The gameplay and control system of Lucha Libre sets and extremely solid foundation for the game but things go downhill rapidly when the rest of the game comes into play. First off, the game features a less than stellar collision detection system, especially when it comes to combat near the edge of the ring. Many of your stronger strikes completed near the ropes will launch your opponent out of the ring... and in an extremely awkward manner. While this can be an effective part of your offense when it happens intentionally, the game often send the opponent out of the ring when you don’t want them to go. Add that to the fact that the animations involved with said ring exits are absolutely ridiculous. The characters just seem to flop out of the ring with absolutely zero finesse. There is little to no grace involved with such ring exits and it just looks plain bad. The same thing could be said, to a slightly lesser degree, for aerial moves performed from the top rope(s). The animations of the actual moves look nice, but the timing is off by quite a bit and the whole procedure ends up looking like a badly botched move from the independent circuit(s). Considering that the lucha libre style of wrestling focuses heavily on aerial moves and attacks, this becomes a horrible setback for the game.
There are many wrestlers in the game’s roster that rely heavily on high-flying arsenals so one would think that the aerial combat system would be as refined as the grappling and base gameplay system. It isn’t. The moves and aerial abilities are there, but it just looks sloppy in many cases and ruins the flow and feel of the matches. This is perhaps the biggest area that Immersion needs to focus on when and if they develop another iteration of the game. The foundation is laid, now they really need to focus on the details in order to bring the rest of the game on par with the grappling system.
Another huge problem area for the game is the speed of movement, or perhaps the lack thereof. Everything in the game moves at a single, slow pace. When you character walks across the screen, he moves at one speed, and when he runs across he moves at the exact same speed practically but uses a slightly different animation. This severely limits the variety and effectiveness of the gameplay and looks sloppy in motion. It is almost as if the developers took all of the time in the world laying this fantastic groundwork for a game and then just threw all of the details in on top at the last second. The amount of potential in the game really bothers me because I think that it could have been really good... it could have been a contender in the wrestling game genre, but the severe lack of polish and finish on the game completely ruins any chance of that.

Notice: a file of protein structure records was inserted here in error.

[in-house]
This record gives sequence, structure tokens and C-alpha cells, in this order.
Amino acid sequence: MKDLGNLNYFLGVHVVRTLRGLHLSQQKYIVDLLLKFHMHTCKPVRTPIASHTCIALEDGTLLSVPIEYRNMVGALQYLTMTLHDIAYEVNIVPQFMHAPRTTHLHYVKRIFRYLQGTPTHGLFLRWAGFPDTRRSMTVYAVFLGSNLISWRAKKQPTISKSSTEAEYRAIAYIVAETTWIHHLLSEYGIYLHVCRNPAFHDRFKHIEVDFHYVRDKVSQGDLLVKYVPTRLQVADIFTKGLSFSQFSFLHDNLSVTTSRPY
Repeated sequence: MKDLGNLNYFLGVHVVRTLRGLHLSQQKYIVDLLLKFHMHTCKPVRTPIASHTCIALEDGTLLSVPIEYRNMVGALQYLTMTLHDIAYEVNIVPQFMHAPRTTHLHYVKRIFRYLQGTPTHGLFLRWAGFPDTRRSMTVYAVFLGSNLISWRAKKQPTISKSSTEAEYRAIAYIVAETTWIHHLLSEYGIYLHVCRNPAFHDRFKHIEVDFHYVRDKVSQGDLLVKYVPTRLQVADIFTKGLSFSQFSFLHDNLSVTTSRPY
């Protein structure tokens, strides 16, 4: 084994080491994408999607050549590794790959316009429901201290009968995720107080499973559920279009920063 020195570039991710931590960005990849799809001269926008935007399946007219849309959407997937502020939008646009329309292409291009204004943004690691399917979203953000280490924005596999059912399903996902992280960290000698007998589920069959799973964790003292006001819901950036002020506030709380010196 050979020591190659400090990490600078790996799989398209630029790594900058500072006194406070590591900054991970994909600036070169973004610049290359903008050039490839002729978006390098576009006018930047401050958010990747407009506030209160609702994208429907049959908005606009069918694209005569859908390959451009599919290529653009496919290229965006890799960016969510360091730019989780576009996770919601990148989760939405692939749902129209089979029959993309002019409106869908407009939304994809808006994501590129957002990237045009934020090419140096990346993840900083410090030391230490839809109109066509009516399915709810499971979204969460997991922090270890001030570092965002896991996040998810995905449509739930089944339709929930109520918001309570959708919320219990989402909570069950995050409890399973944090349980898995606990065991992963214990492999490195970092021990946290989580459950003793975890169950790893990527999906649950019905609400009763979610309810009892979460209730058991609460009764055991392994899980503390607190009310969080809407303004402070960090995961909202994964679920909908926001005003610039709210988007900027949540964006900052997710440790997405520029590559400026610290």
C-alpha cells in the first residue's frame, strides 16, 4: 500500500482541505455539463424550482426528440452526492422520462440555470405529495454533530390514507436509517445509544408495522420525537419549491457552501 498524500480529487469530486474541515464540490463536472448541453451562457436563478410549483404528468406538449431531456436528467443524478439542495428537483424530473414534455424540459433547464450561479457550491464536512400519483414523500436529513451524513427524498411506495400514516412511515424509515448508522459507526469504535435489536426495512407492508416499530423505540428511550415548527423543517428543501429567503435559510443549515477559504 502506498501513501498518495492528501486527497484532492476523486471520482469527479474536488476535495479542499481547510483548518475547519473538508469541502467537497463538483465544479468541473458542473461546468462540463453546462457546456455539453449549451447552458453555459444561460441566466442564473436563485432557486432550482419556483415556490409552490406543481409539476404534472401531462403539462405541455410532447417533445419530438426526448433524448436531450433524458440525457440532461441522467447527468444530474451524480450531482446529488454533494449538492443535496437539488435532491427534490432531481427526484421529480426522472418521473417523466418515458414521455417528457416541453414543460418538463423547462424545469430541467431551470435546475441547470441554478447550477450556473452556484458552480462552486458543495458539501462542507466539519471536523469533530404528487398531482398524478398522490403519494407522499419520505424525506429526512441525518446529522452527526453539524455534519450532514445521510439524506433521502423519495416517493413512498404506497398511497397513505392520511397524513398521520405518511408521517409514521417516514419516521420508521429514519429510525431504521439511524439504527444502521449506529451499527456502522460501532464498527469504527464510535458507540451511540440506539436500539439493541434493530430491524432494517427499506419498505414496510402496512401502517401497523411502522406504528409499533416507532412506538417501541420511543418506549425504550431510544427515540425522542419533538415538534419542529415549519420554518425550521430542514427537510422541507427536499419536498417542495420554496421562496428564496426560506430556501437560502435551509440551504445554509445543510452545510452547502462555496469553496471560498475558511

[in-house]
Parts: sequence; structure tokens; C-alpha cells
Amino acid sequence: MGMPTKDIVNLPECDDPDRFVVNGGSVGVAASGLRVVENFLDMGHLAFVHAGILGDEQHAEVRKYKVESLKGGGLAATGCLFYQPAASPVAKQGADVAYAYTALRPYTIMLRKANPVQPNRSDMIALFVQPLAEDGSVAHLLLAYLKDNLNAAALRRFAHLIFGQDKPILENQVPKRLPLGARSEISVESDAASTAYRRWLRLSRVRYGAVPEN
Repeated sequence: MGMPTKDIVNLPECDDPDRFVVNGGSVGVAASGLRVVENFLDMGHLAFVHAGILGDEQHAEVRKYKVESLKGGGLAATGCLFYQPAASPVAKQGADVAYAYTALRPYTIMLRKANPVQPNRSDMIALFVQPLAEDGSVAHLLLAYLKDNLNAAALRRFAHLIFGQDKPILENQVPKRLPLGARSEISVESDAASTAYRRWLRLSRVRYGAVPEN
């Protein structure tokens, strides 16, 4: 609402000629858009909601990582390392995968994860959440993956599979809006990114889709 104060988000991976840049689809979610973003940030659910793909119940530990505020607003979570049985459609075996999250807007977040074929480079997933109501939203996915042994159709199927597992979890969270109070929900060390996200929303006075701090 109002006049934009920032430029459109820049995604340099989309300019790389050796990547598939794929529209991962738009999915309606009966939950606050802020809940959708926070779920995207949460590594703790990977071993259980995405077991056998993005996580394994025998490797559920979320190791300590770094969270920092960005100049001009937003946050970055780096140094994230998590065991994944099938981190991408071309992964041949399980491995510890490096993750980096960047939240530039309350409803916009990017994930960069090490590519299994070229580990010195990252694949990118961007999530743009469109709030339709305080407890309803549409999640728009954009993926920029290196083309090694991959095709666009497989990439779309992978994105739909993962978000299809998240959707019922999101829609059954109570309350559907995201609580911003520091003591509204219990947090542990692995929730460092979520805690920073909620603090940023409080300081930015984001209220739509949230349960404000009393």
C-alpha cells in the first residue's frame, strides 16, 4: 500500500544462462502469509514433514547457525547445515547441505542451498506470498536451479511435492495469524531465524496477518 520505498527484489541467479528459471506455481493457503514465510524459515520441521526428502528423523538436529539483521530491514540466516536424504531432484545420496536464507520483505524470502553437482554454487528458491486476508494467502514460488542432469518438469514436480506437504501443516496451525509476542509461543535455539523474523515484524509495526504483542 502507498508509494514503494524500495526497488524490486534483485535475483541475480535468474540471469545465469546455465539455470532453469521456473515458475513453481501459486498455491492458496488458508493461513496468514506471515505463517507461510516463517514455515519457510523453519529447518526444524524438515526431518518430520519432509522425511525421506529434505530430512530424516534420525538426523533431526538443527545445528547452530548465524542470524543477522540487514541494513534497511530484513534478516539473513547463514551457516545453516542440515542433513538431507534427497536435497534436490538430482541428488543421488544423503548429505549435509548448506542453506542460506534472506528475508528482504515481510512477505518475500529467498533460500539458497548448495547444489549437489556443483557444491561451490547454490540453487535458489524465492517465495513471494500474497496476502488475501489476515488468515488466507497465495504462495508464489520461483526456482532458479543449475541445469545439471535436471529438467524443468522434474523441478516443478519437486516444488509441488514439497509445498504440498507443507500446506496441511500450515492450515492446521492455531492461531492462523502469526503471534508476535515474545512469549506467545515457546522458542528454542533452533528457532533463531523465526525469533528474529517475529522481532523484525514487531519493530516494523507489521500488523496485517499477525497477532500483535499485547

If they manage to stick with it and put the gameplay system to use, gamers will find a variety of modes including both single and multiplayer options. Lucha Libre AAA includes the following game modes: Pride Battle (exhibition), King of Kings (tournament), online matchmaking, training mode (learn the basics as well as advanced techniques), and Story Mode (career campaign). I wish that I could speak more about the online modes of the game, but there just hasn’t been any opportunity to play them. I have been unable to find anyone online to play the game with. The premise of the online modes seems strong though as it is based around your Luchador’s pride. While you can participate in almost any type of match online, the ranked portion involves Hair vs. Mask matches, which mean almost everything in the Lucha Libre culture. Players who lose in these matches will be forced to regain their pride by winning three consecutive ranked matches before they can get their hair or mask back. It is an interesting take on the premise and serves the Lucha Libre setting well. Unfortunately though, few gamers will get to truly experience it as there just isn’t anyone playing online.
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